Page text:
Two photographers. Two cities. Three picturesque landmarks. And four ignorant security guards.

You guessed it, the security guards ordered the photographers to not to take photos, even though the photographers were standing on public property.

The first incident occurred in Denver last week when a photographer named Focus.Free on Flickr told a story of what happened when he tried to photograph one of Denver’s most unique buildings, 1999 Broadway, pictured below.


This was probably my favorite building of the day. It had a huge reflective pillar in front of it which made for some interesting shots. I am really, really, really glad I had my 10-22mm lens as I got the entire building in the frame and I was less than two yards from the front of the building. Completely crazy.

This is also the building where one of the security guards told me I wasn’t allowed to photograph his building. I asked him where his property was, and he said “The whole block.” I kind of looked at him with a “you’re so full of shit” look and replied “The whole block, eh?” He then started to get tough, which I diffused by good humored defiance, and he reluctantly agreed that I indeed could photograph his building, but I did have to leave his property. So I moved three feet away.

On that same day, Focus.Free was harassed again as he photographed the Daniels and Fisher (D&F) Tower in downtown Denver. His picture is below and his story is below that.


We walked around downtown and took copious shots. We only managed to be directly threatened by two security guards, one of which thought he was a man in black or something. I shit you not. He had the earpiece and the suit and everything. If you ask me, the guy was a complete tool.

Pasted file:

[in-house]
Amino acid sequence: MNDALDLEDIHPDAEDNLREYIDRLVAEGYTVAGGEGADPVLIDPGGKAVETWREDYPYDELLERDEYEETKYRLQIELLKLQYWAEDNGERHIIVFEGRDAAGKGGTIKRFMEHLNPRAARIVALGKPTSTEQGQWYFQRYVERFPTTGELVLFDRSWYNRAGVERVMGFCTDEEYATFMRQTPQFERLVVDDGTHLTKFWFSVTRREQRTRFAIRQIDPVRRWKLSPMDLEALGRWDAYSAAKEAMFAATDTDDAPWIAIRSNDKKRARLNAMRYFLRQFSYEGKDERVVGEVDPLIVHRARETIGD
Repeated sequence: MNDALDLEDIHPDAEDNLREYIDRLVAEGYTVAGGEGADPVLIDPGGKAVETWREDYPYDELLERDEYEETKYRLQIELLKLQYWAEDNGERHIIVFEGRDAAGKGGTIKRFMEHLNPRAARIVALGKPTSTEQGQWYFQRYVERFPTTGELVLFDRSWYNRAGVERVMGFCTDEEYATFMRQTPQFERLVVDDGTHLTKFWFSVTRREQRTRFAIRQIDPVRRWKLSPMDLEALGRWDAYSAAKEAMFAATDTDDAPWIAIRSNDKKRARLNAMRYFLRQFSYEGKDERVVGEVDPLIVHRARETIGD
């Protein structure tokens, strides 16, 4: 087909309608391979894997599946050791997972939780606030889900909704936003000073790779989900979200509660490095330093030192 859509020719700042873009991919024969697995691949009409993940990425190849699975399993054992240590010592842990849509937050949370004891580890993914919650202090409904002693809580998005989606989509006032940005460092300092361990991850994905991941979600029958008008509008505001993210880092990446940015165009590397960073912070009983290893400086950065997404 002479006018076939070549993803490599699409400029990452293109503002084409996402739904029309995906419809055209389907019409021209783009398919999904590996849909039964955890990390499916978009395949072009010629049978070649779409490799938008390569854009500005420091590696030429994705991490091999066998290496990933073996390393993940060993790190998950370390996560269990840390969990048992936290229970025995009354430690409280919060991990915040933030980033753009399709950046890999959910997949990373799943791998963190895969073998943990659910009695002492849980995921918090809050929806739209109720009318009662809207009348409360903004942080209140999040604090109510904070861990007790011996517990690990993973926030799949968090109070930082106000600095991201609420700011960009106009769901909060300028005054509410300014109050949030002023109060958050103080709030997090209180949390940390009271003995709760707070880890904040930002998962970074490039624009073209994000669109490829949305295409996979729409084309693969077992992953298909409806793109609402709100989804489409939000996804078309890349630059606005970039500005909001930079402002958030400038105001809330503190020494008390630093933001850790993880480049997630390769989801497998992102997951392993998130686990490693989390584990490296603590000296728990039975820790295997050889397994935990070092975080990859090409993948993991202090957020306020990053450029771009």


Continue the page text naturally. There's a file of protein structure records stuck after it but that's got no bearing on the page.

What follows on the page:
I educated one nonchalant security guard on the legal issues involving taking photos, and that anything visible from a public location was fair game. He thought that if he told me I wasn’t allowed to take photos of his building, I wasn’t allowed to. I quickly corrected his errant beliefs and he conceded when he saw I knew what the fuck I was talking about.

And in Corona, California, another Flickr member named Orange County Girl told her story about trying to photograph a fountain outside the Corona Crossings shopping center.  Here is her photo and below is her story.


This broke down black dude with yellow teeth who by the way was a rent a cop….Came up to me while I was taking pictures and was like “YOU CAN’T BE TAKING PICTURES!”…Im like of a fountain? He’s like “No for security purposes…..WTF. #^$&*&* then I turned mean : ) Nuff said. hehe And they say we have freedom in America…HA! So yeah anyways This is Corona Crossings it’s basically all they have out there. But there are a shitload of stores and restaurants…..

I am glad these photographers made a stand against these security guards, but I encourage them to take the next step and photograph the security guards as they are pulling the laws out of their asses.

In May 2007, three months after my arrest, I was photographing an immigration rally through downtown Miami and sprinted up the stairs of a Metro Mover station to get an overhead shot. Immediately, a Wackenhut security guard came after me and told me that I was not allowed to take photos. I aimed my camera in his face and shot him several times.


Even though I already had my shots of the rally below, which you can see at the end of this very early blog post, I challenged him to describe the non-existent policy that forbids me to take photos from a Metro Mover station.

He was unable to do so.